‘Colorblind’ policies and vouchers could undermine impact of Brown desegregation ruling, professor says

Four people stand together posing for a photograph in front of an exhibition panel in a room.
University of Memphis law professor and constitutional scholar Daniel Kiel, left, poses with twins Sheila Malone Conway and Sharon Malone, and Dwania Kyles. The women were among the 13 Black children who integrated Memphis' elementary schools in 1961. (Gary S. Whitlow)

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When Daniel Kiel was a student at Grahamwood Elementary and White Station High School in the 1980s and 1990s, he knew he was getting a good education.

What he didn’t know was whether most of the Black students in his school were receiving the same.

“I was in the optional program at those schools, but it was a school within a school, which meant there was a traditional program alongside it,” said Kiel, now a constitutional law professor at the University of Memphis.

“While Grahamwood and White Station were extraordinarily diverse compared to many Memphis schools at the time, my classrooms were not. My classrooms were 80% to 90% white students, which meant that the other classes were 80% to 90% Black students.”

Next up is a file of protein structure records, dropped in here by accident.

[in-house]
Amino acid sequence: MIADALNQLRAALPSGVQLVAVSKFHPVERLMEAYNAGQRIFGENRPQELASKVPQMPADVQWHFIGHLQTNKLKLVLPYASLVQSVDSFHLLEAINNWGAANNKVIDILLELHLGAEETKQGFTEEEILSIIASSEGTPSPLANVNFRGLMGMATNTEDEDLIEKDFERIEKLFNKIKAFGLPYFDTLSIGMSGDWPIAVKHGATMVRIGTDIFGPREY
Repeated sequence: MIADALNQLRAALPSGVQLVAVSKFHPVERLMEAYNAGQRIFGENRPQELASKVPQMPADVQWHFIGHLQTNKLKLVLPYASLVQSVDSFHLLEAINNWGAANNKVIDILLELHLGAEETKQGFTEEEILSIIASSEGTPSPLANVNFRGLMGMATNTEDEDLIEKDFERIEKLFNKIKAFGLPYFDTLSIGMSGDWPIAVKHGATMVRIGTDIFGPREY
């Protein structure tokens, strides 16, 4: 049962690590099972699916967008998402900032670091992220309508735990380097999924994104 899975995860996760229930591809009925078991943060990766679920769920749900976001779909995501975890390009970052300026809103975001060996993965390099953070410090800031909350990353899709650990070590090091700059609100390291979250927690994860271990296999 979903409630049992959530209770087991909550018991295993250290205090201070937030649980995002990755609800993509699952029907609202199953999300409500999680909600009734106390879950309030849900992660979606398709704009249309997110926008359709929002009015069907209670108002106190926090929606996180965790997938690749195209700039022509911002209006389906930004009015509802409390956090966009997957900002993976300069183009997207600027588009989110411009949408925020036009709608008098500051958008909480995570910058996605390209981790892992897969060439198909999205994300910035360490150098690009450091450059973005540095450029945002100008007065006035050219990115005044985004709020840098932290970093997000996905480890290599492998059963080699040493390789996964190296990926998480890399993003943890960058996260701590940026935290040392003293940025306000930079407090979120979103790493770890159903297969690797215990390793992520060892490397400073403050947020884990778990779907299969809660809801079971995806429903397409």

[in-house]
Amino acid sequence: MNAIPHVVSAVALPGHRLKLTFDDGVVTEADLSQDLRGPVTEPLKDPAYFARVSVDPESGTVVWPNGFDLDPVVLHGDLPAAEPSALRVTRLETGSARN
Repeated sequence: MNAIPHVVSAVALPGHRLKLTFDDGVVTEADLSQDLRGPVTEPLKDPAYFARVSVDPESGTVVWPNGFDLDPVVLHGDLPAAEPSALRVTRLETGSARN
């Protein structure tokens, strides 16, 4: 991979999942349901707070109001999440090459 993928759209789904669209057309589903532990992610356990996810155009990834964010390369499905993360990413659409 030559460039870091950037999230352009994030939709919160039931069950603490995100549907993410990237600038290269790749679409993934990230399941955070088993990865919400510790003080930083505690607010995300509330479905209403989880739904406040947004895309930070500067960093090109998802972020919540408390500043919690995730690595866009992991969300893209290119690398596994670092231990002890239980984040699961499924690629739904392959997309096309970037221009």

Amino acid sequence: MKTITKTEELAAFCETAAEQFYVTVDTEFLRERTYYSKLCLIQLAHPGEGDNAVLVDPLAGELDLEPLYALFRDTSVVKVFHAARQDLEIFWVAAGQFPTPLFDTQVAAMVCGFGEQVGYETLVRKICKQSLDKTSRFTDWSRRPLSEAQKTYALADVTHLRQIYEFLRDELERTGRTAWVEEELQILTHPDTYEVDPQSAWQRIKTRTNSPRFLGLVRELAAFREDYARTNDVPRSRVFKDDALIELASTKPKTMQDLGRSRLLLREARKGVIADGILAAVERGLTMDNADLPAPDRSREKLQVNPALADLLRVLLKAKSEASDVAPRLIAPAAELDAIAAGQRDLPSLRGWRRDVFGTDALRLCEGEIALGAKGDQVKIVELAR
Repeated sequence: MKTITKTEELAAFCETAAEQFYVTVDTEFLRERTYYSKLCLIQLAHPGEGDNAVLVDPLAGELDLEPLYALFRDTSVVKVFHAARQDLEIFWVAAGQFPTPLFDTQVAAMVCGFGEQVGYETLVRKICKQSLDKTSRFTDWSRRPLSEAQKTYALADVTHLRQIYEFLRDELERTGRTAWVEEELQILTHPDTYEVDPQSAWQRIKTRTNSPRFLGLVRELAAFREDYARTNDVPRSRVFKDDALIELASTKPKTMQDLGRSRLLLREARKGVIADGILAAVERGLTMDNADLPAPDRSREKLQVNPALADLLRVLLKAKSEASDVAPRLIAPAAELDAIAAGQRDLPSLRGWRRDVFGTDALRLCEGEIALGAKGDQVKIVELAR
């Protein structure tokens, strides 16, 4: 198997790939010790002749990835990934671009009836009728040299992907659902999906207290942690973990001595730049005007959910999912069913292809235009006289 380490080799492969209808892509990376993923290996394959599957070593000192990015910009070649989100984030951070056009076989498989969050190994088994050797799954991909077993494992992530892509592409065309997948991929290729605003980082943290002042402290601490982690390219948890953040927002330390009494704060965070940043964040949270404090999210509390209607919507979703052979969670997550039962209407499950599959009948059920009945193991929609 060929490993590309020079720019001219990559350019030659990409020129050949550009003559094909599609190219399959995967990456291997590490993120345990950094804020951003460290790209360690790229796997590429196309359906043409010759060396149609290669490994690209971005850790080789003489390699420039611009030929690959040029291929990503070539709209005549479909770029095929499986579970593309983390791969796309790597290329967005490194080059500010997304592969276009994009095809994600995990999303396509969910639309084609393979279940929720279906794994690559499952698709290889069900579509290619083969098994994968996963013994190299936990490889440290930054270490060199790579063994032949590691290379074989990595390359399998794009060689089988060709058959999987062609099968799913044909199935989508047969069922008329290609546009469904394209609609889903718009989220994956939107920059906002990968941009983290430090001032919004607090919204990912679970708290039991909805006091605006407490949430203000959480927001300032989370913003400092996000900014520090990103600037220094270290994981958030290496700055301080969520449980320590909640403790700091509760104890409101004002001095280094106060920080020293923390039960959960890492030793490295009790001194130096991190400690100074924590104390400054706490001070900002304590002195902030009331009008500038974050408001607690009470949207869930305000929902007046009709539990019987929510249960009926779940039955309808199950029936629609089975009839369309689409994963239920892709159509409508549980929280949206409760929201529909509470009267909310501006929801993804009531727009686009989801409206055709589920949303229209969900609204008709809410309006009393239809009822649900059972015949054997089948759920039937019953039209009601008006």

That experience, plus many others, set Kiel on a mission to explore why his classrooms looked the way they did, the history behind it all, and a system that continues to grapple with how to provide a quality education for all students.

The mission took him to Harvard Law School and to private law practice in Boston before he received a Fulbright scholarship and became a professor at the Cecil C. Humphreys School of Law at the University of Memphis. His scholarly work centers on race and education — work that led him to produce a documentary in 2011 titled “The Memphis 13,” chronicling the stories of the first Black students to attend all-white public elementary schools in Memphis in 1961.

That was seven years after the Supreme Court decision in Brown v. Board of Education of Topeka, Kansas, that declared that mandated school segregation was unconstitutional.

This month marks the 70th anniversary of that decision. In recognition of that milestone, Chalkbeat spoke with Kiel about how the ruling influenced his interest in educational equity, the current state of school desegregation, and how new laws and interpretations of racial justice are poised to undermine it.